We had the good fortune of connecting with Sahira and we’ve shared our conversation below.

Hi Sahira, how does your business help the community or world?
At first glance, you may not think of belly dance classes as the most earth-shaking, community helping kind of business. In fact, several years after moving from my previous career as an environmental engineer to a dance performer and instructor I began to wonder if it truly was a worthwhile endeavor, as it didn’t seem to have the same impact that my previous career did. I honestly had no idea just how impactful it truly was. Not until I began teaching more did I have women from all walks of life who had joined my classroom community begin to open up to me about how the dance had changed them for the better. Women who had come from abusive marriages found me after class to tell me that through class they were able to find strength and connection to their physical self again. I’ve watched women walk into the classroom with low self-esteem walk out after a few months of class with a posture and a gait that suggest a newfound confidence. In class dancers find a beautiful supportive community that is accepting of all people of all genders, races, sexual orientations and walks of life and they revel in the ability to be exactly who they are while dancing towards the vision of who they’d love to become. I am so blessed to do what I do and share this dance with so many people.

Can you open up a bit about your work and career? We’re big fans and we’d love for our community to learn more about your work.
I never set out to be a professional dancer. I studied for years to become an Engineer and graduated with my Chemistry and Environmental Engineering degree from Rice University. I loved my work and believed it was my forever path. But life had a different idea. I was unfairly fired from a job I loved back in 2000 and was so upset by the situation that I vowed to never work for someone else ever again. At that time I had been taking belly dance classes for just over a year and soon found myself subbing occasionally for other dancers in town at restaurants, night clubs and private parties. My only other outlet for dance was the Renaissance Festival, so I put all my belongings in storage and began dancing at festivals all over the country for the next two years. During that time I earned almost nothing and depended on the kindness of others to keep me afloat. But, believing that I can do anything, I continued building momentum with my dance, adding more weekly classes and gigs to my schedule until at one point I was performing five nights a week and teaching around 6 weekly classes. It was amazing! It’s now been 20 years since I began my business and it continues to grow. I launched an online studio in 2011 and now teach classes to students all over the world. I am an eternal student and continue to learn about the dance as well as the business behind the dance every chance I get. There are two big things that set me apart from others in the industry. While I am an artist, I am an engineer at heart as well and because of this I LOVE the business side of things. While many artists have difficulty building their business because they may only want to focus on the creative aspect of what they do, I truly enjoy learning about the more cerebral side of owning a business and making it succeed. Also, I am a bit ridiculous and try not to take things too seriously. My classes are known for being well-organized (the engineer in me at work) but also pretty silly and very laid-back. We spend some time in every class laughing and connecting, because I believe that the most important part of what I do is not teach people how to shimmy. It’s empowering others to feel graceful and confident and creating a community of people they can do that with.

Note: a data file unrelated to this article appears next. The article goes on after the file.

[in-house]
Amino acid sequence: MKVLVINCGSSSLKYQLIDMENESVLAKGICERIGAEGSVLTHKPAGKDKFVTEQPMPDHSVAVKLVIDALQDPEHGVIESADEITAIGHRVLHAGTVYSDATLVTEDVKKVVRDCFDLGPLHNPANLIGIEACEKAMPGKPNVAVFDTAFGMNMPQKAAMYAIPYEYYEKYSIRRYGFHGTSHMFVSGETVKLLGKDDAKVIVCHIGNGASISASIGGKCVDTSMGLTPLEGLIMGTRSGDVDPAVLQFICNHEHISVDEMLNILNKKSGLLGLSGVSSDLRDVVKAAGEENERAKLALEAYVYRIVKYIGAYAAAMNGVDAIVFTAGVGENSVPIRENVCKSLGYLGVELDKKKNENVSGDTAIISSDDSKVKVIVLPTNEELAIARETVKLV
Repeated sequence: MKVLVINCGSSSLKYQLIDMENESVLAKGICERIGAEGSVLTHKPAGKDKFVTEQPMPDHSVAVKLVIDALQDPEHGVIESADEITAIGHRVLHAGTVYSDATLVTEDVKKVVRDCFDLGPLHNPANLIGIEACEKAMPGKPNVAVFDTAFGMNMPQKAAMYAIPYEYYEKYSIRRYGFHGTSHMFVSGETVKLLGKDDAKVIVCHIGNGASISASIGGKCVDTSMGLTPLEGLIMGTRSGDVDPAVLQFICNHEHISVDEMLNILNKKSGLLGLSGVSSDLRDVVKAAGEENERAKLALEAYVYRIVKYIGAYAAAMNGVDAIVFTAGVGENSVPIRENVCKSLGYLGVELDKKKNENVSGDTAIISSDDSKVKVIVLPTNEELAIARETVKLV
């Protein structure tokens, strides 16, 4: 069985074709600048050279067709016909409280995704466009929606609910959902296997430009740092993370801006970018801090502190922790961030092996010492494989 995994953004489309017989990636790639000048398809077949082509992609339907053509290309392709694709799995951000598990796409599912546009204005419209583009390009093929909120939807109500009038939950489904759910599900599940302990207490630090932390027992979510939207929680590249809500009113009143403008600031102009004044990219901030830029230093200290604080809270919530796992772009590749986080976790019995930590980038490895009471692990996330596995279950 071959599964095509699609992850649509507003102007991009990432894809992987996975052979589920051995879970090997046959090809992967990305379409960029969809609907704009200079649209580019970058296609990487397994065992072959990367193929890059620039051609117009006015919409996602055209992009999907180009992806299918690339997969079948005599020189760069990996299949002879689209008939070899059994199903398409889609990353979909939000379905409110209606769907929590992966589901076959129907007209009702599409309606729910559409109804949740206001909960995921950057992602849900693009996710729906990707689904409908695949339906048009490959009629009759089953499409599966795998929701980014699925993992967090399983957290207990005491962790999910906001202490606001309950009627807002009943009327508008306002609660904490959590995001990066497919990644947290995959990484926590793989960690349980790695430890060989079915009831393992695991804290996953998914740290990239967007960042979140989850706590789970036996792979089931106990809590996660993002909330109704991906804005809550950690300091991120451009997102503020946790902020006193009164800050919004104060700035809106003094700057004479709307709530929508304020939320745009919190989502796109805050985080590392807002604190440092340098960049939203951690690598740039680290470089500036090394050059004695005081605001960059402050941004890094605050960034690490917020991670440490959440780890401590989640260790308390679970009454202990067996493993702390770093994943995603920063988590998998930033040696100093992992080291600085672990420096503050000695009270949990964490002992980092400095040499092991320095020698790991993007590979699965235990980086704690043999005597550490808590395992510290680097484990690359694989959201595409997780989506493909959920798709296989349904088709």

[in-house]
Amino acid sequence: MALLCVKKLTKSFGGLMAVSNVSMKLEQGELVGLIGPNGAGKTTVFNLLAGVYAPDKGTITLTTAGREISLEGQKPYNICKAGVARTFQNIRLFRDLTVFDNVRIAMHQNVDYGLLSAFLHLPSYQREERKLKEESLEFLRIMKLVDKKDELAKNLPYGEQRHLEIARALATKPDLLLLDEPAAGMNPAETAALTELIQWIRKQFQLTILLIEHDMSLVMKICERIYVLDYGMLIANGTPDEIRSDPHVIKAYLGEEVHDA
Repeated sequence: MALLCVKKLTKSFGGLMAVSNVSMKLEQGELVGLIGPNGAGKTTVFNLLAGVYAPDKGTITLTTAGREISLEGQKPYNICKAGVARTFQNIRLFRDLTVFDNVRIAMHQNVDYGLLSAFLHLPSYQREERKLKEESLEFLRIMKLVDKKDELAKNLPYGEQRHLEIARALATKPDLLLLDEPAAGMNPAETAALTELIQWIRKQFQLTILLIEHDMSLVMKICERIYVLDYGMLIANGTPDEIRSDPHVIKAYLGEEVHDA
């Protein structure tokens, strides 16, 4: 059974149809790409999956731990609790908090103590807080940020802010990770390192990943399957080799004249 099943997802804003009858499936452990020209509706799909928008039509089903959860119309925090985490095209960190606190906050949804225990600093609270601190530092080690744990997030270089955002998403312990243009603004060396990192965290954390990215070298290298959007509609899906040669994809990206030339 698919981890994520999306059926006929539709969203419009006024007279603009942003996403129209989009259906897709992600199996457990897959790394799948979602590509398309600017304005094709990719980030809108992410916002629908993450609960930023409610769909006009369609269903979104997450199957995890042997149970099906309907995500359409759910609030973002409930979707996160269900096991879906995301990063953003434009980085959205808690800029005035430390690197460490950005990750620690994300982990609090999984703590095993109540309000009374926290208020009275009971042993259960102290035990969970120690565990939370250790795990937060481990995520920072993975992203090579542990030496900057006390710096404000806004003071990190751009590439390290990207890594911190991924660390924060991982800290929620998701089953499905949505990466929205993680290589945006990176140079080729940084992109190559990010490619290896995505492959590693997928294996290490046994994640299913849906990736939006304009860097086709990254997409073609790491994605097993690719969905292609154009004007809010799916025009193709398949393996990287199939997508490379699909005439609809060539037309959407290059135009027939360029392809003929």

If you had a friend visiting you, what are some of the local spots you’d want to take them around to?
I live in a very ethnic area of Houston and LOVE the diversity of culture, food and sights in my neighborhood. I would definitely introduce my friend to the little locally-owned delights that make Houston fabulous. For sure brunch at Pondicheri – their pancakes and Madras coffee are delish. Then we would head off to the nature trails along the Bayou near downtown. Lunch would be somewhere in Chinatown – maybe Mala Schezwan or Hu’s Cooking. I love taking visitors to the Museum of Natural Science (the scientists in me loves to geek out there)! At night we’d hit the theater district – the Hobby Center for a music, or the Alley Theater. Dinner and drinks at Xochi perhaps and then some live music for sure!

Shoutout is all about shouting out others who you feel deserve additional recognition and exposure. Who would you like to shoutout?
A huge shoutout to the amazing men and women in my life who have always believed that I am capable of anything I set my mind to. Because of their ever-present support I came to believe the same! To my mom and dad, Ron Parker – my high school theater director, Kathy Thorson – my private music teacher, Debbie Scheel and Pat Wright – my belly dance mamas and to my amazing husband. I believe more in myself because they have all believed in me.

Website: SahiraBellyDances.com
Instagram: @SahiraBellyDances
Facebook: http://www.facebook.com/SahiraBellyDances
Yelp: http://tinyurl.com/j5xdufh
Youtube: http://www.YouTube.com/SahiraBellyDances

Image Credits
Photo credits: Yuri Pena Le View Loup The Dancer’s Eye

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